Tue. May 23, 2017 3:30 PM - 5:00 PM
A09 (Tokyo Bay Makuhari Hall)
convener:Ryuji Tada(Department of Earth and Planetary Science, Graduate School of Science, The Univeristy of Tokyo), Christian Betzler(University of Hamburg), Peter Dominic Clift(Louisiana State University), Chairperson:Peter Clift(Louisiana State University), Chairperson:Kenji Matsuzaki(Department of Earth and Planetary Science, Graduate School of Science, the University of Tokyo)
Although Asian Monsoon (AM) is a regional phenomenon, it exerts a significant impact on the global climate. Since uplift of Himalaya and Tibetan Plateau (HTP) has been considered to have played a significant role on the establishment and intensification of AM, numerous attempts have been made to prove the linkage between the HTP uplift and AM evolution, but the linkage is largely unproved till now. On the other hand, comparison of global climatic changes, pCO2 reconstructions, and AM evolution process during Cenozoic suggests that AM evolution is significantly affected by global climate changes most likely through pCO2. Thus, importance of the HTP uplift on AM evolution is questioned. However, it should be noted that the effects of the HTP uplift and AM precipitation on chemical weathering, erosion, and CO2 uptake could be acting as feedback loops on AM-HTP uplift linkage.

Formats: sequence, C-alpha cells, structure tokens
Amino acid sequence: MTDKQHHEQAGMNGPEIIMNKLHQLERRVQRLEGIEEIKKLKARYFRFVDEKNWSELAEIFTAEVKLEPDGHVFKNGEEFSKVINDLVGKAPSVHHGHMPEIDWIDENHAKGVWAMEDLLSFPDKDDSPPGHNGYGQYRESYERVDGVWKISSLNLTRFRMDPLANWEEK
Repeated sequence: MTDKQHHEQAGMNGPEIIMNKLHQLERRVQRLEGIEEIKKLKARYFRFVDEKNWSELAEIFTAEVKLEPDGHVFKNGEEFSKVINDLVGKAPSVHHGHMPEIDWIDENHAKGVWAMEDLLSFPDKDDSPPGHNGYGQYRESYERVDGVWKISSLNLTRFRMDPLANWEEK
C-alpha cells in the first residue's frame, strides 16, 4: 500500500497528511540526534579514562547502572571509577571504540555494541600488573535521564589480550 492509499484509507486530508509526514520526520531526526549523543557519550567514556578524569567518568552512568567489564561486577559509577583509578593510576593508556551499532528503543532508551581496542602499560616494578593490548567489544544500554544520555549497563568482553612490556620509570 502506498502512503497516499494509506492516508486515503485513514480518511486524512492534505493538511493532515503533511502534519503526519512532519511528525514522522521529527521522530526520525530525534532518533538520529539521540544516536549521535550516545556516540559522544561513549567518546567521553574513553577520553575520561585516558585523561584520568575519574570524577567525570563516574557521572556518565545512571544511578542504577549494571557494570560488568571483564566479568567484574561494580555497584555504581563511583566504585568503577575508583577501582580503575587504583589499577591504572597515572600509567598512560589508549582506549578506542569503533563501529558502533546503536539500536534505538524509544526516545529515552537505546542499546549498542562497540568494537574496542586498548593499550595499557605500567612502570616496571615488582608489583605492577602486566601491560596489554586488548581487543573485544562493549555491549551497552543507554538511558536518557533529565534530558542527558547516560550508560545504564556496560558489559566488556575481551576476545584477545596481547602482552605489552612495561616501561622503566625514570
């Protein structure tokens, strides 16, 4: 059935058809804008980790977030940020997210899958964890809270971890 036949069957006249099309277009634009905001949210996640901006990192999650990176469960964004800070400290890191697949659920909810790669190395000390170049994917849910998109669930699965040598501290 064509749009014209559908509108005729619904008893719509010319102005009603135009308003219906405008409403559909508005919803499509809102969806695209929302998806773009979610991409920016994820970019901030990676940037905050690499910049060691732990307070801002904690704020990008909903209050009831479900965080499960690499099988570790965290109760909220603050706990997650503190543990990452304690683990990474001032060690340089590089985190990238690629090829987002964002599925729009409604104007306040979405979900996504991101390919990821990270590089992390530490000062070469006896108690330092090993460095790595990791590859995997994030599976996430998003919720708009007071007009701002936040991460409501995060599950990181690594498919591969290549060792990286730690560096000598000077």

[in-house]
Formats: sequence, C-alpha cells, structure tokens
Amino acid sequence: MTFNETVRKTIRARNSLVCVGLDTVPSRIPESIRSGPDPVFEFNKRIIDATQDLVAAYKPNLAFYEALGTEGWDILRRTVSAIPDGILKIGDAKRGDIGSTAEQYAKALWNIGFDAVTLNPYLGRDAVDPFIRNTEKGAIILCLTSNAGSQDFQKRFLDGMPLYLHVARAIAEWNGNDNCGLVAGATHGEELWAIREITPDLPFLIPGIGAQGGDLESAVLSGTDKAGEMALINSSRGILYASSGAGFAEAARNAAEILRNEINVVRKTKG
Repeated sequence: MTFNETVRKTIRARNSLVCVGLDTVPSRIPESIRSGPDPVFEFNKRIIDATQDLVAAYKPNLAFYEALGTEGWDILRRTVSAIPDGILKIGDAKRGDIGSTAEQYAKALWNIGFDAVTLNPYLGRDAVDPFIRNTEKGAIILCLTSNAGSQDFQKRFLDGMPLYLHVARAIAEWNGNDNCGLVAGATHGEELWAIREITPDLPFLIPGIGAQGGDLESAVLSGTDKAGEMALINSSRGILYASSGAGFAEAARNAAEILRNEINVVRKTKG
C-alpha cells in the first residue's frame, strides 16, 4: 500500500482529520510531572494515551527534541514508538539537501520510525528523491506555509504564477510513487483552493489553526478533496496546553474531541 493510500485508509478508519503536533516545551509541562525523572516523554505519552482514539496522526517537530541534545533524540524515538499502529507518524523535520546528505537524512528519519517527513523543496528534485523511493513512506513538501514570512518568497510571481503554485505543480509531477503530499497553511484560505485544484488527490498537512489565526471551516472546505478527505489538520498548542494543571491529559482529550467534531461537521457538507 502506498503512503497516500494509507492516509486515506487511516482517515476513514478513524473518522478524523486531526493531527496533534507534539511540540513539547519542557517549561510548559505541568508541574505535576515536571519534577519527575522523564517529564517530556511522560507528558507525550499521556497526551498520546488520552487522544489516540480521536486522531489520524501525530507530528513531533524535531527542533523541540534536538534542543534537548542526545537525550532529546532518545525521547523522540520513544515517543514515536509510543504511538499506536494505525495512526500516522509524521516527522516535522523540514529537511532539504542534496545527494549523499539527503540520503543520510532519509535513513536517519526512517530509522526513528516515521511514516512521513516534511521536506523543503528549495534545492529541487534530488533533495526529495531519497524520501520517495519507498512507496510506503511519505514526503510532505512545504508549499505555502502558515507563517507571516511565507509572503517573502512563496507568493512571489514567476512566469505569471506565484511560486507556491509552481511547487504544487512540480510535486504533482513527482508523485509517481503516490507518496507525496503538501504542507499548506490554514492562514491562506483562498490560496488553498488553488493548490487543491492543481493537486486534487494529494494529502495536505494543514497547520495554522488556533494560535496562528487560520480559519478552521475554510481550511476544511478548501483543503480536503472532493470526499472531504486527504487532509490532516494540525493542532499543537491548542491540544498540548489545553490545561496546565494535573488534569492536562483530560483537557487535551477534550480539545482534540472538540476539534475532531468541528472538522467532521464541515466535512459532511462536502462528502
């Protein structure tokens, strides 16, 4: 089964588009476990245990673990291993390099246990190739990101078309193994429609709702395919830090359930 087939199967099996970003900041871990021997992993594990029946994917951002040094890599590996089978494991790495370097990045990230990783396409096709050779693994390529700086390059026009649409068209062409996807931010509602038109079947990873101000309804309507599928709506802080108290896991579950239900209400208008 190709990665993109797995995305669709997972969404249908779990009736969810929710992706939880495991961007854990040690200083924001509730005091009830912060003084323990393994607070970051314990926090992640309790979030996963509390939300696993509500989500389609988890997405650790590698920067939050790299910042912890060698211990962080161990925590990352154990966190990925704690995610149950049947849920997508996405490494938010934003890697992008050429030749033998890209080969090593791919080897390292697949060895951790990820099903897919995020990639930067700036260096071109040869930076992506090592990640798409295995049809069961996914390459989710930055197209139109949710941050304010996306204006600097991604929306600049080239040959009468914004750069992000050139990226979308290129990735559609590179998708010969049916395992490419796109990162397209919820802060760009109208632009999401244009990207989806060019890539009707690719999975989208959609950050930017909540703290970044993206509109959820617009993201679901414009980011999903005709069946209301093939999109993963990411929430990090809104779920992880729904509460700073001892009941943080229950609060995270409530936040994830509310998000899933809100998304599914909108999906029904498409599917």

From July 2013 to November 2016, IODP conducted a series of expeditions such as 346 (Asian Monsoon), 353 (Indian Monsoon Rainfall), 354 (Bengal Fan), 355 (Arabian Monsoon), 356 (Indian through-flow), and 359 (Maldives Monsoon) that are related to AM evolution and its interaction with global climate system in NW Pacific and Indian Ocean regions, and exciting results are gradually coming out. We believe it is timely to start gathering and synthesizing the results of these cruises and update and exchange information and ideas to promote our understanding of AM evolution, variability, their controlling factors, and their interaction with global climate system during the Cenozoic.